Diving is all year round - rarely disrupted by weather. Almost always warm and sunny - the air temperature ranges from 26c to 30c with a cool breeze - very comfortable for Europeans. The water temperature ranges from 26C to 28C. A 3mm shortie is usually enough, but you may dive deeper and, in such wonderful conditions, more often than you would usually. You may be underwater for much longer than you are used to on each dive. Over several days you may "feel" the cold a little more. The dive centres have a full range of equipment, including suits, for hire.


Discover A "New" Dive Destination

The fantastic diving on Saba has only recently been "discovered" - a new destination for many divers - which really must go "on the list". "Organised" diving only started in the 1980s. Del Bunker and Wilson McQueen brought scuba cylinders to Saba in 1981 - making Saba a relatively "new" diving destination. Saba Marine Park ("SMP") was established in 1987 - which introduced strict regulations for the conservation of the environment - based on the Bonaire Marine Park model. The introduction of strict controls has protected reef life and an appreciation by locals and divers together of this pristine, delicate environment. Weekly slide shows are given to entertain and inform divers of Saba's special marine life. Saba's Marine Park has received several awards and remains the only park of its kind in the world to be completely self-sufficient in its operation. The park surrounds the entire island and covers the waters and seabed from the high water mark down to a depth of 200 feet, as well as offshore sea mounts.

We work with the dive centres and hotels on the island.  As an ATOL bonded tour operator we can organise the whole itinerary - flights - accommodation diving etc. Saba will appeal - very directly - to people who enjoy peace and tranquillity and appreciate an unspoiled natural world. Due to its "anonymity" and lack of commercial development Saba is an unspoiled gem.
A new addition to the list of "must dive" destinations - Saba deserves to be near the top. 


Safety

The Dutch navy donated a four person recompression chamber - administered by the Saba Marine Park and operated by a staff of specially trained volunteers.  It has been operating since 1980 and serves the Eastern Caribbean region.


From the BBC NEWS CHANNEL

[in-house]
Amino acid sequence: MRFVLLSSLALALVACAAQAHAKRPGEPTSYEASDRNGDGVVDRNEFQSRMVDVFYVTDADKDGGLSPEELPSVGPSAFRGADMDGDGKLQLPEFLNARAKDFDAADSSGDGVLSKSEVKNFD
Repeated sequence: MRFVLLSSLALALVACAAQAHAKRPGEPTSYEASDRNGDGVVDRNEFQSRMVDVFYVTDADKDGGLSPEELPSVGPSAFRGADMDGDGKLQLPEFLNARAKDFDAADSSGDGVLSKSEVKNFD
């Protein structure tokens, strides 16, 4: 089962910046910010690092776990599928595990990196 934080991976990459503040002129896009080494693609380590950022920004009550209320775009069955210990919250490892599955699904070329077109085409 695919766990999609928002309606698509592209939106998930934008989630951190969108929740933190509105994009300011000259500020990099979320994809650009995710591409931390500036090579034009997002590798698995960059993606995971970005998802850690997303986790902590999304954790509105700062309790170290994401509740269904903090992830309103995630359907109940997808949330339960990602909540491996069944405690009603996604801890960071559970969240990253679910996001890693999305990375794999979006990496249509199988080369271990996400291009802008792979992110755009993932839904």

MARINE TREASURE TROVE FOUND   
By Rebecca Morelle -   BBC News science reporter 
An underwater mountain with some of the richest diversity of marine life in the Caribbean has been found by scientists.  During a two-week dive researchers discovered scores more species of fish than previously known in the region and vast beds of "seaweed cities".  The researchers are hoping to get the area protected by the International Maritime Organization (IMO). The find was made in the Saba Bank Atoll, a coral-crowned seamount, 250km south-east of Puerto Rico in the Netherlands Antilles. 
New species : It is ranked as the third largest atoll in the world and has an enormous active reef.
During the dives, the researchers counted a total of 200 species of fish, over 150 more than previously known. Among their find were two new species of fish, both gobies, which have the distinctive feature of fused pelvic fins on the underside of their body which forms a sucker. Dr Smith, a scientist on the expedition from Conservation International said . "It's still known from a single specimen, and it is so very, very distinctive that it is probably a new genus."  The sighting of vast and luxurious seaweed beds were also astonishing, with at least 12 new species of algae discovered. Dr Mark Littler, a marine botanist at the Smithsonian Institution's Museum of Natural History and a diver on the expedition, declared the Saba Bank the richest area for seaweeds in the Caribbean. Seaweeds form the base of the food chain in coral reefs, from which the rest of biodiversity depends.
"When we add everything together - the species of new fish, the dozen new species of algae - that means during the time we were there we discovered a new species every day. That's pretty exciting," said Dr Smith. Saba Bank's unique location makes it a prime candidate for conservation. ".....many of the Caribbean reefs are close to shore and have damage that is of a land based source," he said.
"But Saba is free of all of that, so potentially it can be the keystone for protecting biodiversity in the Caribbean."



We know Saba very well. We are an ATOL bonded tour operator - a diving specialist travel company and the only UK specialist for Saba We are uniquely able to tailor make a holiday itinerary for you which can include not just flights and accommodation but a full diving package tailored to suit your wishes.